I identify what I quote by naming the author. Although the book is concerned with Christianity, much of it is applicable to other revealed religions and to nature religions. Although the book is 49 years old, much of it is still relevant.

*        *        *

"The minister must be a teacher. Like his master, he must go about teaching, preaching, and serving. This much is generally understood; but when we say 'educator,' the picture requires scrutiny before we see what it is. Educators are teachers who add the responsibility for helping others teach... A teacher can be an educator." - Harold F. Carr

"I hold that a man is not likely to rise to the fullness of his powers as a minister unless he writes something serious every week". - D. Elton Trueblood

"The Christian minister, as a leader of public thought and as a citizen of community, state, and nation, has the right and the duty to guide public thinking along the road of righteousness." - Nolan B. Harmon

*        *        *

"It is striking how almost all writers of the ills of our time come to the conclusion  that mankind's most urgent needs are spiritual." - Henry Sloane Coffin

"The requirements of the Christian Ministry today are more varied and exacting than they have ever been in the history of the Christian Church." - J. Richard Spann'

"God has laid his hand upon men in all generations to do his work... 'Ye have not chosen me, but I have chosen you.'"- Paul B. Kern

"A call is not concerned uniquely with the ministry of the gospel in the Church. Every Christian is called by the Master to follow Him, and that following may be in a carpenter's shop as well as in preaching and teaching... in running a grocery store or tending the post office...  One man is called ... to farming, another to political service, a third to banking, and so on... There are ministries to humanity through mining, through surgery, through music, through manufacture.

" Such ministries may all become holy, provided those who engage in them place their work for human beings first, and their personal gain second, and provided they accept their work as God's will for them to use and attempt to discharge it as his servants.  Services to the community ... are ministries just as holy  as is teaching a Sunday-school class or conducting a prayer meeting...  Whatever contributes to human welfare is a sacred vocation." - Henry Sloane Coffin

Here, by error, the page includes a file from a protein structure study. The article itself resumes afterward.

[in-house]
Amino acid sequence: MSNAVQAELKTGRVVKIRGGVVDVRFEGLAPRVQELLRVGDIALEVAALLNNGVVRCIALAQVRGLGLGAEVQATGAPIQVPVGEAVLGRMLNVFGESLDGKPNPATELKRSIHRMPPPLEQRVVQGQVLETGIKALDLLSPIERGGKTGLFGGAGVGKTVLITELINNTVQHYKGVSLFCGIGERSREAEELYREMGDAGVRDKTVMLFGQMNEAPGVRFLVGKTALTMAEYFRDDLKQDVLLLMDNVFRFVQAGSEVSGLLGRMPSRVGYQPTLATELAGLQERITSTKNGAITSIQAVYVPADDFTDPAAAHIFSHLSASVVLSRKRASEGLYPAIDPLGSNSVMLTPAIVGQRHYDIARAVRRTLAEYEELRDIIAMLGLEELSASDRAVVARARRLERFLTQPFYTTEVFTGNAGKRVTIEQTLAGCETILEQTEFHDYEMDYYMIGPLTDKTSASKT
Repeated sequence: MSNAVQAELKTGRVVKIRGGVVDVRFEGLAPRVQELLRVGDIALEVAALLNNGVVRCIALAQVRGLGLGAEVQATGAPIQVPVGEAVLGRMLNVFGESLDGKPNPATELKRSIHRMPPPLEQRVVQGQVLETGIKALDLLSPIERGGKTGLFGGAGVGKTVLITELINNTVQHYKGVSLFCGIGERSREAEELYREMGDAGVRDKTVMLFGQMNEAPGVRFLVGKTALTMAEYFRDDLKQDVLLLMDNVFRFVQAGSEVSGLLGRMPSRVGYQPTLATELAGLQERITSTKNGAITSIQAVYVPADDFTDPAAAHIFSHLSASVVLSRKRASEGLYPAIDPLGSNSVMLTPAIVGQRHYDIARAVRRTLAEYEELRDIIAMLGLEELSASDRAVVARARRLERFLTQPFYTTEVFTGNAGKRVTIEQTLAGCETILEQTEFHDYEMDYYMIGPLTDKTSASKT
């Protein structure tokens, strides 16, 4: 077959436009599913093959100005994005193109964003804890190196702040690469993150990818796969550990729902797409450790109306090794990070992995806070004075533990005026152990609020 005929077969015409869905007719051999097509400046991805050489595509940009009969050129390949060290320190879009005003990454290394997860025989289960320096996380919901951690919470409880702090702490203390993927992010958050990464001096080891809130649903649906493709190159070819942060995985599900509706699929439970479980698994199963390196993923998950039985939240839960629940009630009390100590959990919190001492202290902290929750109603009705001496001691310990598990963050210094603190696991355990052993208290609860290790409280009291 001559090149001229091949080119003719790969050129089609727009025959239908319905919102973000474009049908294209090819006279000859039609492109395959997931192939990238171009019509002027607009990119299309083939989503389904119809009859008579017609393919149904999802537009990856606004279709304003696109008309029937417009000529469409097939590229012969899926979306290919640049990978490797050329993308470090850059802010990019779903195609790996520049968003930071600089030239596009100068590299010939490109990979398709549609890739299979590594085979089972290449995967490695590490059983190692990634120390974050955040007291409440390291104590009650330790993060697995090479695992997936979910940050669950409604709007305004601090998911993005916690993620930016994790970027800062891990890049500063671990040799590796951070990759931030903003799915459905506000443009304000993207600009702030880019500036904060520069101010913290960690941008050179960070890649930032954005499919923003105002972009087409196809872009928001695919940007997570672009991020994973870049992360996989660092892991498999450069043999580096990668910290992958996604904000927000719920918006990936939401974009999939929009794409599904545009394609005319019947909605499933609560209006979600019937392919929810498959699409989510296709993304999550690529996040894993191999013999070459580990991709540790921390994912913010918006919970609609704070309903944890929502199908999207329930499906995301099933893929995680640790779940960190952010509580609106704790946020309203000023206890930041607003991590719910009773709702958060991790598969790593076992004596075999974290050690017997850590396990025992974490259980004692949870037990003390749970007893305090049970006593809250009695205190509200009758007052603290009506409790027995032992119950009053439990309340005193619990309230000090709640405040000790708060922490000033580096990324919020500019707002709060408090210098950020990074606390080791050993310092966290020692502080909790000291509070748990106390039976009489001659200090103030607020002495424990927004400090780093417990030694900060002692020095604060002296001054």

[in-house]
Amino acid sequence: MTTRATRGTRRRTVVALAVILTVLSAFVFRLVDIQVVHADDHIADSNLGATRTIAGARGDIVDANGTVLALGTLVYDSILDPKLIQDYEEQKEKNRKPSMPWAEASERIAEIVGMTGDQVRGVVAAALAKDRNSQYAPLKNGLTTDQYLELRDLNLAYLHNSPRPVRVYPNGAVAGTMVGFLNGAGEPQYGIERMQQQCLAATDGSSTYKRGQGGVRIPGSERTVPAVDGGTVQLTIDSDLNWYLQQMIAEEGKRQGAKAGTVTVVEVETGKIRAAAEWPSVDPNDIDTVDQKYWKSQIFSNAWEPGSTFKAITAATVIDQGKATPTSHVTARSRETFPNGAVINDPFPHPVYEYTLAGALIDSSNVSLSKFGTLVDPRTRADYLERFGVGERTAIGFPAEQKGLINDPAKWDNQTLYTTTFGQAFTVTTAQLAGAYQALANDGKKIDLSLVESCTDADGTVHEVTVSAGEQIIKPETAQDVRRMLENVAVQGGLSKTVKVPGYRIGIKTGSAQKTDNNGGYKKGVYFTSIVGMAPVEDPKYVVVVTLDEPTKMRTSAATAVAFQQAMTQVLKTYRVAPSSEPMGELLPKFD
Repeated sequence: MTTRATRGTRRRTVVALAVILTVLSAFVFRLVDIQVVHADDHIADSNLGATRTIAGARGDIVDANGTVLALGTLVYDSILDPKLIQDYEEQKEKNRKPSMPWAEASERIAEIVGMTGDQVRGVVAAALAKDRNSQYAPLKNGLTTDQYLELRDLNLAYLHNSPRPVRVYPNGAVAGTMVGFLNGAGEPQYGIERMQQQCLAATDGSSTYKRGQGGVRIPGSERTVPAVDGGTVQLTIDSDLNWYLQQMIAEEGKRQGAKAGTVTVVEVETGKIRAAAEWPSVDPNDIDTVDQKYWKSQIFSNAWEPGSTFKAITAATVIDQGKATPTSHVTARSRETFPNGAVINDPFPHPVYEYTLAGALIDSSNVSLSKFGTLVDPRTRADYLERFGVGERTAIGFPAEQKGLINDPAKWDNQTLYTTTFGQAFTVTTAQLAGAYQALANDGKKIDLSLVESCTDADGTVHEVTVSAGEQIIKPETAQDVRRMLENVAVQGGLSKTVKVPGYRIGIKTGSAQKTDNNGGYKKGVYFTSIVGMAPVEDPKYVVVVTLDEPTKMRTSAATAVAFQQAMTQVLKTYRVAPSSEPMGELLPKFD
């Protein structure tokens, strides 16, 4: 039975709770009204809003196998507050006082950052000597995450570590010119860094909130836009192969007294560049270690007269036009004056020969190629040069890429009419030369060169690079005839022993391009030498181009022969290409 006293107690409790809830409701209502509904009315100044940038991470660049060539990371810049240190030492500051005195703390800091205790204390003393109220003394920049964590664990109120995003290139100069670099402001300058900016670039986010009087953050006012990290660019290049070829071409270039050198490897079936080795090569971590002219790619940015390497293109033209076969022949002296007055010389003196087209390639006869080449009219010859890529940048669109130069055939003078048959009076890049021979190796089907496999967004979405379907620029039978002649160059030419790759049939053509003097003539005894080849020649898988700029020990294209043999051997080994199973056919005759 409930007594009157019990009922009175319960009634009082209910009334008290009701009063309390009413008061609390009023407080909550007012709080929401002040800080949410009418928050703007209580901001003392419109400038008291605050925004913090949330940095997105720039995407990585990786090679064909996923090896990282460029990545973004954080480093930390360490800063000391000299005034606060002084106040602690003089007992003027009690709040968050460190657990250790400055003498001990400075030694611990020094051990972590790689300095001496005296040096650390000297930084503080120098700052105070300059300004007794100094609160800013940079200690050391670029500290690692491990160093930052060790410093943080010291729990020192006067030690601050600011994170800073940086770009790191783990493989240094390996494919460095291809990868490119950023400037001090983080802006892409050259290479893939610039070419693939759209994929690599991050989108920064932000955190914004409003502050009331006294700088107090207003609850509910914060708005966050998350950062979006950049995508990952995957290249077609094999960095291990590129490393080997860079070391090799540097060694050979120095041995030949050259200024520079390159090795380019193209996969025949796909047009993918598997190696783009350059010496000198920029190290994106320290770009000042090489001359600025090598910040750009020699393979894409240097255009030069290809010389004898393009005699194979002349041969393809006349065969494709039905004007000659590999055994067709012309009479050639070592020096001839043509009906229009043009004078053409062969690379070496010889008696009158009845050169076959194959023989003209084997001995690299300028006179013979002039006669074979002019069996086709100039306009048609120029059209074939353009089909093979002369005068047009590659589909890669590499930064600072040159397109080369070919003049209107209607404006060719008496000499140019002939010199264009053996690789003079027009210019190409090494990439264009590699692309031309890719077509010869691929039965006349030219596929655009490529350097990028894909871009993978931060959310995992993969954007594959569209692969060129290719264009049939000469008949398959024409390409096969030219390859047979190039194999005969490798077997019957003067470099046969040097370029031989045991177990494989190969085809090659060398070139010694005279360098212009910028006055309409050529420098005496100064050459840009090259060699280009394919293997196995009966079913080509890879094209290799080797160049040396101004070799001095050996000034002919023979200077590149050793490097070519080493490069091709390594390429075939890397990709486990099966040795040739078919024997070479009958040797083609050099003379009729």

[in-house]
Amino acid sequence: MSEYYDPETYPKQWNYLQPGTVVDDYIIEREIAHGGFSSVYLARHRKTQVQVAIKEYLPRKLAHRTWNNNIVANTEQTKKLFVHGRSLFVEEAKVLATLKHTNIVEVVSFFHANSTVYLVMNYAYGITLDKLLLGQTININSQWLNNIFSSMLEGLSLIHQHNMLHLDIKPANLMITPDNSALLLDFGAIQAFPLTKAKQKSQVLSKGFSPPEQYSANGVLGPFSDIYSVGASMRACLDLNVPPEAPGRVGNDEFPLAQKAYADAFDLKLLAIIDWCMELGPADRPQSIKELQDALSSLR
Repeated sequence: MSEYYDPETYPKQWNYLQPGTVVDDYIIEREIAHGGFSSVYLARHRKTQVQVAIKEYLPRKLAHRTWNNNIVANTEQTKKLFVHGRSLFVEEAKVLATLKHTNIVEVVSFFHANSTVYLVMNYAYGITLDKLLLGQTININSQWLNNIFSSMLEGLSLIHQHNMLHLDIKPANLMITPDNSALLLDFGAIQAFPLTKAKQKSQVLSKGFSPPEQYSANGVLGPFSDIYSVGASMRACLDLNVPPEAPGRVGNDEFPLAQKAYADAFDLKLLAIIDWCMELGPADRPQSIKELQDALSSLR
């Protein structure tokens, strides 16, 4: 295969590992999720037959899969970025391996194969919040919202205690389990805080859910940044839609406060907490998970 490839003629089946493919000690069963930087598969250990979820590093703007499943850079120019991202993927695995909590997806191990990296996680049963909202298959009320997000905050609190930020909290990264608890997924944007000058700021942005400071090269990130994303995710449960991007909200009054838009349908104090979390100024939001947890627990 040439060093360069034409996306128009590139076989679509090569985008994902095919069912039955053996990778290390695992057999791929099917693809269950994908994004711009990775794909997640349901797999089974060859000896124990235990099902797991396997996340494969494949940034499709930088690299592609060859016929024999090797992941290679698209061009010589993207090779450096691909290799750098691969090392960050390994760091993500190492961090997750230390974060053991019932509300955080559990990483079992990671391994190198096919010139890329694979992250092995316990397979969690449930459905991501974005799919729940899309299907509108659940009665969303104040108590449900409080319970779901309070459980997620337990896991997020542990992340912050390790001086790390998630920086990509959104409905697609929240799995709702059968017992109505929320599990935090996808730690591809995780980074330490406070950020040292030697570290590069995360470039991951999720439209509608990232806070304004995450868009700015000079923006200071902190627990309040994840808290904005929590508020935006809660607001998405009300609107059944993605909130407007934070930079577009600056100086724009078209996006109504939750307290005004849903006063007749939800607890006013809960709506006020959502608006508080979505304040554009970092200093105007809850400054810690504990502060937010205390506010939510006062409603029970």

"In retrospect we discover that we have been led in circumstances when we little suspect that God's hand was shaping events and pushing us... Robert Louis Stevenson speaks of 'the 'unknown steersman' who held the helm of his career at a decisive moment. But God does not wish to remain unknown. He seeks not slaves, but friends." - Henry Sloane Coffin

"Even though the Reformation explicitly rejected the notion that clergy are better 'than other people,' or their calling is superior to other callings, we are constantly tempted with such heresy in new and subtle forms." - Seward Hiltner

"The body is the temple of the spirit. Its columns may become chipped by the wind and rain, or its roof may leak. Eventually, it will fall. But coming to terms with the spirit within the temple has a remarkable effect on the temple itself. Like Samson, we can, under compulsion, tear it down. Or we can make it disintegrate by ignoring the need for repairs or refusing to get the particular repairman we may need. But if we take the specific steps needed to free the spirit and integrate the personality around it, we may find the temple itself becoming more solid and secure." - Seward Hiltner